If one didn't know what to look for, the sheer amount of sail she could hang and the long, lean, dangerous lines of the Slive might go completely overlooked. She was too small to be matched squarely against a proper warship, but she was swift and nimble on the open sea, and her captain was a dangerously competent man.
"Are you absolutely sure about this?" rumbled Antillar Maximus. The Tribune was of a height with Tavi, though more heavily muscled, and his armor and equipment were so scratched and dented by use that they would never have passed muster on a parade ground. Not that anyone in the First Aleran Legion gave a bloody crow's feather about that.
"Whether I'm sure or not," Tavi replied quietly, "his ship is the only left in port."
Maximus grimaced. "Point," he growled. "But he's a bloody pirate, Tavi. You have a title to think about now. A Princeps of Alera shouldn't have a vessel like that as his flagship. It's…dubious."
"So's my title," Tavi replied. "Do you know of a more competent captain? Or a faster ship?"
Max snorted out another breath and looked at the third person on the dock. "Practicality over all. This is your fault."
The young woman spoke with perfect assurance. "Yes it is," she said calmly. Kitai still wore her long white hair in the fashion of the Horse clan of the Marat people, shaved to the scalp along the sides and left long in a swath over the center of her skull, like the mane of one of the Horse clan's totem mounts. She was dressed in leather riding breeches, a loose white tunic, and duelist's belt bearing two swords. If the cool of the mid-autumn morning disturbed her in her light dress, she showed no signs of it. Her green eyes, upturned at the corners, as all of her people, roamed over the ship alertly, like a cat's, distant and interested at the same time. "Alerans have a great many foolish ideas in their heads. Pound on their skulls often enough, and some of them are bound to fall out eventually."
"Captain?" Tavi called, grinning. "Will your crew be fit to sail at any point today?"
Demos came over to the ship's railing and leaned his forearms on it, staring down at them. "Oh, aye, Your Highness," he replied. "Whether or not you'll be on it when it does is another matter entirely."
"What?" Max said. "Demos, you've been paid half the amount of your contract, up front. I gave it to you myself."
"Yes," Demos replied. "I'll be glad to cross the sea with the fleet. I'll be glad to take you and the pretty barbarian girl." Demos pointed a finger at Tavi. "But His Royal Highness there doesn't set foot aboard my ship until he settles up with me."
Max narrowed his eyes. "Your ship's going to look awful funny with a big hole burned straight through it."
"I'll plug it with your fat head," Demos retorted with a wintry smile.
"Max," Tavi said gently. "Captain, may I come aboard to settle accounts?"
Max growled under his breath. "The Princeps of Alera should not have to ask permission to board a pirate ship."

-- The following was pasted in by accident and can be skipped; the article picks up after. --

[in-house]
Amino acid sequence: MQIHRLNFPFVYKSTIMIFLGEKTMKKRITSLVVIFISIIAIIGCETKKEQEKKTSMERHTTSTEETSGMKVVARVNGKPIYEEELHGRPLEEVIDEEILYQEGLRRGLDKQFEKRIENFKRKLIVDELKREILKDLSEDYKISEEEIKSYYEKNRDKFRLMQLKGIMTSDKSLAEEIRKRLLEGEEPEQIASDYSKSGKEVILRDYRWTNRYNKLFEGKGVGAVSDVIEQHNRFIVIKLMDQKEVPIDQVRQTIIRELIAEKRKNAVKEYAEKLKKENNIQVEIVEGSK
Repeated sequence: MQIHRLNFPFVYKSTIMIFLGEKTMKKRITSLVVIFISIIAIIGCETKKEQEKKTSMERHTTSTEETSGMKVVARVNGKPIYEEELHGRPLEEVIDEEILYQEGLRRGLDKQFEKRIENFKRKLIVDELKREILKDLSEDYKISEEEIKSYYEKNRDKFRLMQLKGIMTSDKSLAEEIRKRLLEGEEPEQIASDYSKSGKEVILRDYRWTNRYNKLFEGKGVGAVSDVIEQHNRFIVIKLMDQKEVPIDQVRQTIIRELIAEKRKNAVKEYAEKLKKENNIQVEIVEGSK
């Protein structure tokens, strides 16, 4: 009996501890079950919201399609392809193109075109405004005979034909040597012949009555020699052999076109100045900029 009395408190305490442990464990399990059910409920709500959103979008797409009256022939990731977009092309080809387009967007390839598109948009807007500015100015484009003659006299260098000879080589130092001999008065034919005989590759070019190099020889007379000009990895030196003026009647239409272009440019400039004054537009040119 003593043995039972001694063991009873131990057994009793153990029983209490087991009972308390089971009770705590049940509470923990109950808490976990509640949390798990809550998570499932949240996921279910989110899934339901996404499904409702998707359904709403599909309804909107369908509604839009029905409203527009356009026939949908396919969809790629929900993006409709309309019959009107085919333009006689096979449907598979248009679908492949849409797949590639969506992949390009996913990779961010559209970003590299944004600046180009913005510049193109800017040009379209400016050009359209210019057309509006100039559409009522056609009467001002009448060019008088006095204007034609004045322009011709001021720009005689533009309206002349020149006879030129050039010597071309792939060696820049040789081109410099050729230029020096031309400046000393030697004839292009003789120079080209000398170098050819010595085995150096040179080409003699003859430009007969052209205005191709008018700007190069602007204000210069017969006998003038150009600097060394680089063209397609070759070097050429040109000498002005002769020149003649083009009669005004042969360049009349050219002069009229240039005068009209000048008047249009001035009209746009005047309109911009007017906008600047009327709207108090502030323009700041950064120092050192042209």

"On his own ship," Kitai murmured, "captain outranks Princeps."
Tavi reached the top of the gangplank and spread his hands. "Well?"
Demos, a lean man, slightly taller than average, dressed in a black tunic and breeches, turned to lean one elbow on the rail and study Tavi. His free hand, Tavi noted, just happened to fall within an inch or two of the hilt of his sword. "You destroyed some of my property."
"That's right," Tavi said. "The chains in your hold you used to imprison slaves."
"You're going to replace them."
Tavi rolled one armored shoulder in a shrug. "What are they worth to you?"
"I don't want money. It isn't about money," Demos said. "They were mine. You had no right to them."
Tavi met the man's eyes steadily. "I think a few slaves might say the same thing regarding their lives and freedom, Demos."
Demos blinked his eyes, slowly. Then he looked away. He was quiet for a moment, before murmuring, "I didn't make the sea. I just sail on it."
"Here's the problem," Tavi said. "If I give you those chains, knowing what you're going to do with them, I become a part of whatever those chains are used for. I become a slaver. And I am no slaver, Demos. And never will be."
Demos frowned. "It would seem that we are at an impasse."
"And you're sure you won't change your mind?"
Demos's eyes flicked back to Tavi and hardened. "Not if the sun fell out of the sky. Replace the chains, or get off my ship."
"I can't do that. Do you understand why?"
Demos nodded. "Understand it. Even respect it. But that doesn't change a crowbegotten thing. So where are we?"
"In need of a solution."
"There isn't one."
"I think someone's told me that once or twice before," Tavi said, grinning. "I'll replace your chains if you'll make me a promise."
Demos tilted his head, his eyes narrowing.
"Promise that you'll never use any other set, any other restraints, but the ones I give you."
"And you give me decrepit pieces of rust? No thank you, Your Highness."
Tavi lifted a placating hand. "You'll get to inspect the chains first. Your promise will be contingent upon your acceptance."
Demos pursed his lips. Then he nodded abruptly. "Done."
Excerpted from Princeps' Fury by Jim Butcher. Copyright © 2009 Jim Butcher. Excerpted by permission of Penguin Publishing Group.
All rights reserved. No part of this excerpt may be reproduced or reprinted without permission in writing from the publisher.